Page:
We’re all guilty. Since when did common sayings such as “Good morning” and “TGIF” require the obligatory, and perfectly-posed Instagram shot? Seems like social media has pushed us all into steamy love affairs with ourselves. It’s evidenced by the myriad profile shots that feature us in every possible scenario from exercising to pretending to be sleep. Facebook, Twitter and Instagram have become virtual runways for our best impressions of Naomi Campbell and Tyson Bedford. Funny thing is, we don’t even get paid to do it.
There’s been much research conducted about the connection between social media and narcissism in the millennial generation (those born between 1978 – 2000). In an article titled “Facebook’s ‘Dark Side,’” UK’s The Guardian dissected the growing phenomenon of Internet self-praise. According to Carol Craig, a social scientist and chief executive of the Centre for Confidence, young people in Britain are taking a cue from alleged widespread arrogance in the U.S. "The way that children are being educated is focusing more and more on the importance of self-esteem—on how you are seen in the eyes of others. This method of teaching has been imported from the US and is 'all about me.'
No surprise there. These popular sites were created for users to stay connected with college buddies, family and that long lost elementary crush, but they somehow have given life to a new method for personal expression—from posting fun hobbies to managing full-blown alter egos. “What I’m doing” is now “What I want people to think I’m doing,” and more and more users are flaunting their need for self-acceptance through pictures.
Jonathan Franzen, known social media-opponent and author of the critically acclaimed novel The Corrections, became the focus of the popular Twitter hashtag #jonathanfranzenhates after boldly declaring his thoughts about the ills of Facebook in a New York Times article last year. “Consumer technology products would never do anything this unattractive, because they aren’t people,” said Franzen on how social media sites weren’t necessarily created as vehicles for egotism. “They are, however, great allies and enablers of narcissism. Alongside their built-in eagerness to be liked is a built-in eagerness to reflect well on us. Our lives look a lot more interesting when they’re filtered through the sexy Facebook interface. We star in our own movies, we photograph ourselves incessantly, we click the mouse and a machine confirms our sense of mastery.”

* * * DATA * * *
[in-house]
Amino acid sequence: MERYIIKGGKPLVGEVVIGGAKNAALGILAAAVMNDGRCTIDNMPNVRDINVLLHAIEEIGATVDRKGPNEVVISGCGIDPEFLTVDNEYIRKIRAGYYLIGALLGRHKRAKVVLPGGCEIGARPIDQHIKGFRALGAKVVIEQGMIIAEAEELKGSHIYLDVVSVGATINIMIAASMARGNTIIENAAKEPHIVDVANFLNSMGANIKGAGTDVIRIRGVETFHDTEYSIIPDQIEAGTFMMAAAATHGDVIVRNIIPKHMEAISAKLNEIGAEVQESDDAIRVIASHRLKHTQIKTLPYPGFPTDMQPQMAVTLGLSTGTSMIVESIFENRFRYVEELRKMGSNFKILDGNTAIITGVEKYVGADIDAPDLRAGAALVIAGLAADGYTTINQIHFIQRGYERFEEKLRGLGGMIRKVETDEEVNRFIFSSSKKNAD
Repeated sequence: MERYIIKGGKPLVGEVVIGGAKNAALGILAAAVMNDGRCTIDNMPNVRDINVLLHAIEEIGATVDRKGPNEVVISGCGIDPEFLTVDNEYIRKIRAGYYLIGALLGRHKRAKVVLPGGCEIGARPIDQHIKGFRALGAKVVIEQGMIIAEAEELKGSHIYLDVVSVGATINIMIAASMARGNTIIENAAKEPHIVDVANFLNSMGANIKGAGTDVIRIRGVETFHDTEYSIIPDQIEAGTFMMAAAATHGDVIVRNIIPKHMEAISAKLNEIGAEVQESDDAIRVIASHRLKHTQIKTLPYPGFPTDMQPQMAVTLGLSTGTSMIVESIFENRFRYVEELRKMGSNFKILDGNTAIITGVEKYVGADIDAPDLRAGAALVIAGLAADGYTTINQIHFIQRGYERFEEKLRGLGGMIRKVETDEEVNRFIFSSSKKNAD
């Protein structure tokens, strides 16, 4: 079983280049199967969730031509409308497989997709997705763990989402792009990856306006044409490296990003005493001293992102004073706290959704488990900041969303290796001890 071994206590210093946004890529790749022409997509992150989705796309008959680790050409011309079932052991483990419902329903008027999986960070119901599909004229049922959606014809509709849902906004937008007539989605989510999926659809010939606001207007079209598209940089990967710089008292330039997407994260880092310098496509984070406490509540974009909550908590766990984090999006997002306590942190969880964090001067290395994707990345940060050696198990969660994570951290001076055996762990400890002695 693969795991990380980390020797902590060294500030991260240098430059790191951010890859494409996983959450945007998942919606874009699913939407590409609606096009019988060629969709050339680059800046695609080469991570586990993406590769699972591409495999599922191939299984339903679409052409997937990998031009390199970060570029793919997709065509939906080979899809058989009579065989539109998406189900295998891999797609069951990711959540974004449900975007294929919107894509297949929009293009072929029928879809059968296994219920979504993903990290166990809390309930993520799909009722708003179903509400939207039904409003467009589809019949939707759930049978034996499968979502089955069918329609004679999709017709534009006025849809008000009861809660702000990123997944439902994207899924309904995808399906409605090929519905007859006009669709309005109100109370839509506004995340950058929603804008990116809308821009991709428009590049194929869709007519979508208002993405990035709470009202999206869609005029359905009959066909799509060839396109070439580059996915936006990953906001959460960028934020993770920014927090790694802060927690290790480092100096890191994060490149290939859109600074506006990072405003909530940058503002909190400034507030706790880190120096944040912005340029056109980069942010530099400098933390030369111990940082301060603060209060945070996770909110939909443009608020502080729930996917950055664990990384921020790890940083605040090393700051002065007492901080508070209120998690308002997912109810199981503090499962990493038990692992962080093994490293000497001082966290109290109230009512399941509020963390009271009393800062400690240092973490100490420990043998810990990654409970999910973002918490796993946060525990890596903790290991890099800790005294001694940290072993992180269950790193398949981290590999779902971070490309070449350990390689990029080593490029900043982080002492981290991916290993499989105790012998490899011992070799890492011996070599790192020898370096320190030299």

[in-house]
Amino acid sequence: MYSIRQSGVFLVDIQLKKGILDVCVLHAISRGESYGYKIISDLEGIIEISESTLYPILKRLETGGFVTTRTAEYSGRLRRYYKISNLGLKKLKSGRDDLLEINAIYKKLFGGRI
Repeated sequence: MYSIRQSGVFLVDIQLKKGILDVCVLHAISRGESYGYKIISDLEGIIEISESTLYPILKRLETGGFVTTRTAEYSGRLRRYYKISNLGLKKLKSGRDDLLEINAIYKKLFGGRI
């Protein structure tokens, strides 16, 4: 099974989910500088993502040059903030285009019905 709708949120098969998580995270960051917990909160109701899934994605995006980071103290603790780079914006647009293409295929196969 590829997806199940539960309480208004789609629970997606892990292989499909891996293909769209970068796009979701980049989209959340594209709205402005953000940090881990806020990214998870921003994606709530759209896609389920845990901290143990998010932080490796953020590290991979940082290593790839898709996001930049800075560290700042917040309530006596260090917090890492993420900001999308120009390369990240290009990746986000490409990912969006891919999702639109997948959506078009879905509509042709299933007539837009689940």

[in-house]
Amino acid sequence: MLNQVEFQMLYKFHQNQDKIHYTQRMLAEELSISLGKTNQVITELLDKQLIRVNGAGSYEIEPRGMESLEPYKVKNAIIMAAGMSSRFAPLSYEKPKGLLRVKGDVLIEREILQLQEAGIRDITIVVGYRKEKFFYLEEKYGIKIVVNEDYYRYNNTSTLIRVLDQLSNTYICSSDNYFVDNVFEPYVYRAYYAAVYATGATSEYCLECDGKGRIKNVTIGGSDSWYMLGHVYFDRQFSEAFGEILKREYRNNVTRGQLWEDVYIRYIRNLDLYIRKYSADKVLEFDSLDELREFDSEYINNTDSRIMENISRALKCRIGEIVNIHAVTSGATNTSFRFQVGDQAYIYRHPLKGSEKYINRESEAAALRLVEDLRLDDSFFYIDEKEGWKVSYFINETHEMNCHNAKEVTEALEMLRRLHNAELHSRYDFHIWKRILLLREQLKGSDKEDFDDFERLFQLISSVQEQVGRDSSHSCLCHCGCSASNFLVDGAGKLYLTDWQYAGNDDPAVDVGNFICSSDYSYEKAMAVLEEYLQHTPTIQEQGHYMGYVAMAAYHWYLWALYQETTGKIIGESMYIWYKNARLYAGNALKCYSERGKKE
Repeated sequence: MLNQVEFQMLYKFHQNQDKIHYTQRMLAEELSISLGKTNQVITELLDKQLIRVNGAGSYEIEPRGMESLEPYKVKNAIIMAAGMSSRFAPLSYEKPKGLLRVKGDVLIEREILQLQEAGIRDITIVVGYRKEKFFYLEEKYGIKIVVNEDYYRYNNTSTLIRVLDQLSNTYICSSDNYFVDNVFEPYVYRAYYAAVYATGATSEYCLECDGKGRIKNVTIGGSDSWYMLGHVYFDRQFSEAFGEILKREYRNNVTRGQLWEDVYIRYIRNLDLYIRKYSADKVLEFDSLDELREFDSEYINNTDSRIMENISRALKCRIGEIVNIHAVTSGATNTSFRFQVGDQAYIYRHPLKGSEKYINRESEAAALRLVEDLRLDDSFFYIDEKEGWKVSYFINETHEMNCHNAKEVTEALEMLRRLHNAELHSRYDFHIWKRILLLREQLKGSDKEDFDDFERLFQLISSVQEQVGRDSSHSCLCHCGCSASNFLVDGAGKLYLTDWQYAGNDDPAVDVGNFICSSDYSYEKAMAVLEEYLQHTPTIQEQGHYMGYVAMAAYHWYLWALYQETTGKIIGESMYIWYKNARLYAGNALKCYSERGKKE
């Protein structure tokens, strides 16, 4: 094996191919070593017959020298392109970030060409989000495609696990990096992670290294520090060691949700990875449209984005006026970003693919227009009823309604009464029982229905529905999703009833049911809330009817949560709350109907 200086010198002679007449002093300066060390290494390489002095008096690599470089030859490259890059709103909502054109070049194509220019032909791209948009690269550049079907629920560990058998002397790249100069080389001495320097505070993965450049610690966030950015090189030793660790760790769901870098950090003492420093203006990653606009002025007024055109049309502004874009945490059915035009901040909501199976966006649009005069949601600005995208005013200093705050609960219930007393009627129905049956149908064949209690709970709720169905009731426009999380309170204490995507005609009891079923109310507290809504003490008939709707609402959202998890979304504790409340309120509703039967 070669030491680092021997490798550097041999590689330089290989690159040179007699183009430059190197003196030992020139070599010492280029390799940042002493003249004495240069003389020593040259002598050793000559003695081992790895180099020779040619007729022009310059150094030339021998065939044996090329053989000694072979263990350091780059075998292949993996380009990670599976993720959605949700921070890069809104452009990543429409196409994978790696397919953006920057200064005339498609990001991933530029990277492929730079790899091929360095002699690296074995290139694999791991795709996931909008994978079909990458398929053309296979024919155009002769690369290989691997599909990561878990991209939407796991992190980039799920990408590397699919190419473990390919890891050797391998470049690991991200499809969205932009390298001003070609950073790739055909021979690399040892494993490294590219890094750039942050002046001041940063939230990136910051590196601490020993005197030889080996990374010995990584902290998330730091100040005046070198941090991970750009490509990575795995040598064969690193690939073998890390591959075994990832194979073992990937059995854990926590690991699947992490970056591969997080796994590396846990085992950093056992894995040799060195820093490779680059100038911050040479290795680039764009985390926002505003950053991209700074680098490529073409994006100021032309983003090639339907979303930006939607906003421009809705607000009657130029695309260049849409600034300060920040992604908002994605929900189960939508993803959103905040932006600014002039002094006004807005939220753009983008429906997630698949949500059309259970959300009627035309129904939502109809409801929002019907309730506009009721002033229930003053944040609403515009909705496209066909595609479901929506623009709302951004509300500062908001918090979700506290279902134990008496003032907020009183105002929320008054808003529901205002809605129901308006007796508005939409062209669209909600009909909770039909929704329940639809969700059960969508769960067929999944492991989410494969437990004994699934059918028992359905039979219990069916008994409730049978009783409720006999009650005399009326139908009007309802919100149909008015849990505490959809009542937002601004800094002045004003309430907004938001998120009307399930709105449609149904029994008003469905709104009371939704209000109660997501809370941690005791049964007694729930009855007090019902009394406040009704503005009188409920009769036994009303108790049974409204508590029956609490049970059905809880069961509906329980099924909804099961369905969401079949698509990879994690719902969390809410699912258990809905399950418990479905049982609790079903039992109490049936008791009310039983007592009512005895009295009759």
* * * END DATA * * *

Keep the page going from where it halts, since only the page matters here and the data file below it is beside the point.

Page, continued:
Okay, so we’re narcissistic and we feel the need to post a picture of those new pair of shoes, that fly haircut and a now vintage-style photo filter angled to make ten extra pounds disappear! But is our unyielding desire for approval and attention really harming anyone? Well umm, the headlines actually support the idea that it’s harming just about everyone. When infants desperately crave mommy’s attention, they lash out—similarly to the way un-stroked egos turn a critical eye on others. Droves of negative comments on Twitter and Facebook would lead one to believe that, as a society, critical analysis of a complete stranger’s appearance is not only warranted, it’s the new American way.
Consider Internet bullying—which mainly affects teens—placing a layer of technology between these awkward adolescents gives bullies the courage to say horrific things they would never have the nerve to utter in person. Sadly enough, children are learning from the adults. Take the blown-out-of-proportion commentary on Olympic gold medalist Gabby Douglas’ hair for example. Even a 16-year-old with more talent in her left thigh than in all of middle America isn’t exempt from pseudo-beauty experts. Babies aren’t even protected—as evidenced by Tia Mowry’s recent disgust over “fans” calling her baby boy Cree “ugly.” Beyonce, who’s typically fawned over by the masses, had a legion of critics offensively dismissing her daughter, Blue Ivy Carter, for her facial features that resemble her rap mogul father Jay-Z. Beauty narcissism has led to a lack of sensitivity and old fashioned respect when it comes to accessing others—most apparent during awards season when people spend two to three hours dissecting any and every celebrity within a few feet of a red carpet.
Social media, however, can be a place where real beauty thrives. We’re all fond of the intimate photos the Obama family shares—reminding us that the American dream comes in brown, too. We gushed over Janelle Monae’s newest announcement and circulating ad as the latest spokeswoman for CoverGirl. Solange’s quirky photos make us all smile and a creative style blogger’s Instagram account can turn your pissy work day into an early weekend. Narcissism doesn’t have to be the driving force of picture sharing or picture commenting if we simply allow personal expression to trump ego.